Another strong positive for the book is its rich character development which creates identifiable and relatable personalities expected the delivery of the author's message and further involves the reader. One character, Boxer, a strong cart horse, is used as a role model for hard work. He is so dedicated that his slogan becomes I will work harder. Boxer is used to represent those in societies who blindly conform. I think everyone has, at one point or another, met a Boxer. Another character, Clover, a horse, has the ability to read and very much cares for the other animals in a mother-like fashion. Unfortunately, she does not have the raw intelligence or motivation to think critically and question the pig’s actions. Her mental weakness becomes evident when she checks laws written by the animals and thinks they may have changed: “Curiously enough, Clover had not remembered that the Fourth Commandment mentioned sheets; but as it was there on the wall, it must have done so.” She is sadly unable to have either the will or mental capacity to question the obvious changes. I certainly know that I have had moments where I know something is wrong but do not question it because I feel that I am not correct in my assumption. Characters like these help to convey themes that would otherwise be much harder to understand. The example I provided shows the reader that acceptance without questioning only can only give governments the ability to bolster their powers. This is a rather heavy theme to unpack because of its reliance on critical thought. It can be argued that the book’s brutally honest themes, like this one, can sometimes be confusing for a casual reader, defeating the purpose of Orwell’s simple style. Still, however, these themes encourage critical thinking, which I think is a good thing, as it is ultimately the purpose of Orwell’s writing. He wants the reader to gain knowledge without the story directly telling them because it allows for a more personal, and less biased interpretation of his message (especially if the reader is able to think thoroughly about it). Orwell stated in an essay “Why I Write” that “I write it because there is some lie that I want to expose, some fact to which I want to draw attention, and my initial concern is to get a hearing.” This statement is saying that Orwell writes in order to give uneducated people the ability to critically think about unconventional or controversial ideas. I think through the expert character growth, Orwell achieves his goal and tells a great story in the process.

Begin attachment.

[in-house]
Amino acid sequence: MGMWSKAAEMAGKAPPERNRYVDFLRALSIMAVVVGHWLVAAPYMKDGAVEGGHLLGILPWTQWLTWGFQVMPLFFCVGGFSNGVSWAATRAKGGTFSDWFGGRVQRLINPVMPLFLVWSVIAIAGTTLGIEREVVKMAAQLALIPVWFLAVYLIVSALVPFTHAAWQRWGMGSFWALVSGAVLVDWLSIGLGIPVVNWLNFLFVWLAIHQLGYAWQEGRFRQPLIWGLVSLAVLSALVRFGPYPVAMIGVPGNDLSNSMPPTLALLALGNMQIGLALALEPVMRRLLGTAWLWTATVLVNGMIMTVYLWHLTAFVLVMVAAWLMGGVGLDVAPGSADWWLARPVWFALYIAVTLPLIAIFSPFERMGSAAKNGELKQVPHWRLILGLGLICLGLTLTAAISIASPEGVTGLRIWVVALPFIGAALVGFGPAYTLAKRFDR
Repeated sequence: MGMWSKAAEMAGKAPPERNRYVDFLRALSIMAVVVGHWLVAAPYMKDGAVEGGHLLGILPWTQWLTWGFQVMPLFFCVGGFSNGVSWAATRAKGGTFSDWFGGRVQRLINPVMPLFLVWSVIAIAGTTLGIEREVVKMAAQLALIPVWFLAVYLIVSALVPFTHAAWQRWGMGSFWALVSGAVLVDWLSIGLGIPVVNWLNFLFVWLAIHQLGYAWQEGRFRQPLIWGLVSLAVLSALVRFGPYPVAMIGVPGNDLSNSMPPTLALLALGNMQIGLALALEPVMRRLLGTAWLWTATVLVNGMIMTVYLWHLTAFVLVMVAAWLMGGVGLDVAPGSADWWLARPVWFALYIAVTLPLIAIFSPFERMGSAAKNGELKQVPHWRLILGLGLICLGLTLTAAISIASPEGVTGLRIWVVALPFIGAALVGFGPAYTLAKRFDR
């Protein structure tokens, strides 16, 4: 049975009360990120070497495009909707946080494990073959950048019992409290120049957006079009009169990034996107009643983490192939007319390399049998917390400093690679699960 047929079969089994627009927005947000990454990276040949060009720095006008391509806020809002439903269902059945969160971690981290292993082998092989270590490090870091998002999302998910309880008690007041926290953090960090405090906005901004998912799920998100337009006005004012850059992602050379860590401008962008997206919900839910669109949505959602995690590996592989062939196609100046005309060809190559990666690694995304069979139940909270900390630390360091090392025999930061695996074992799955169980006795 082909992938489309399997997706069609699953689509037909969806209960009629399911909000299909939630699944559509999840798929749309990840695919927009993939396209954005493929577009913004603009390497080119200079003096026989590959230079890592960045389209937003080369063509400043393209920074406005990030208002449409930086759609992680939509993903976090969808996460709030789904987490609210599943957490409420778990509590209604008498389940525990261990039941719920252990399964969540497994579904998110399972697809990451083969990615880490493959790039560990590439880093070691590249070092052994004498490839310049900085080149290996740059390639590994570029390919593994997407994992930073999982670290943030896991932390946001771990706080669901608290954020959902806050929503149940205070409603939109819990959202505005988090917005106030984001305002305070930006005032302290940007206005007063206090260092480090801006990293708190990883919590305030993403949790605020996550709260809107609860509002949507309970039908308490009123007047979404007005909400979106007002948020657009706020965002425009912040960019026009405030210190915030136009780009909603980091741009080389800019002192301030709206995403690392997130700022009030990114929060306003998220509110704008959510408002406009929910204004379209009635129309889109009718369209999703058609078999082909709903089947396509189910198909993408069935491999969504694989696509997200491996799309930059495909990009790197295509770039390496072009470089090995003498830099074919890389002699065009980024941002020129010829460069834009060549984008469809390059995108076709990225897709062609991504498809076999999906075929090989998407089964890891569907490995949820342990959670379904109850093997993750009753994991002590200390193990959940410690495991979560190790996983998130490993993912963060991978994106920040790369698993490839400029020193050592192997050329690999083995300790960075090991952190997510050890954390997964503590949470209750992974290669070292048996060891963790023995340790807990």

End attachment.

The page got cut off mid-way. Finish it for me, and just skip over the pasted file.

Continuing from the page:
Animal Farm is a great book for anyone. Even if you do not enjoy analyzing the author's message as you read (and trust me, I don’t either), Animal Farm provides a perfect foundation to build your thoughts on. For me, it truly stimulated my awareness of the idea that all societies are flawed. The book got me thinking, “Where do I fit in my society? Am I one of those animals who lack critical thinking? Am I questioning my world enough?” Truly the biggest marvel of Orwell’s writing is how he inspires free thought while still entertaining the reader. In today’s day and age, free thought is talked about more than ever, and I think this is the biggest reason anyone should read the book.


The author's comments:

I wrote this piece in English class. Thought it was pretty good so, yeah...

Also, everything in here is my honest opinion and I truly believe that Animal Farm is an amazing book.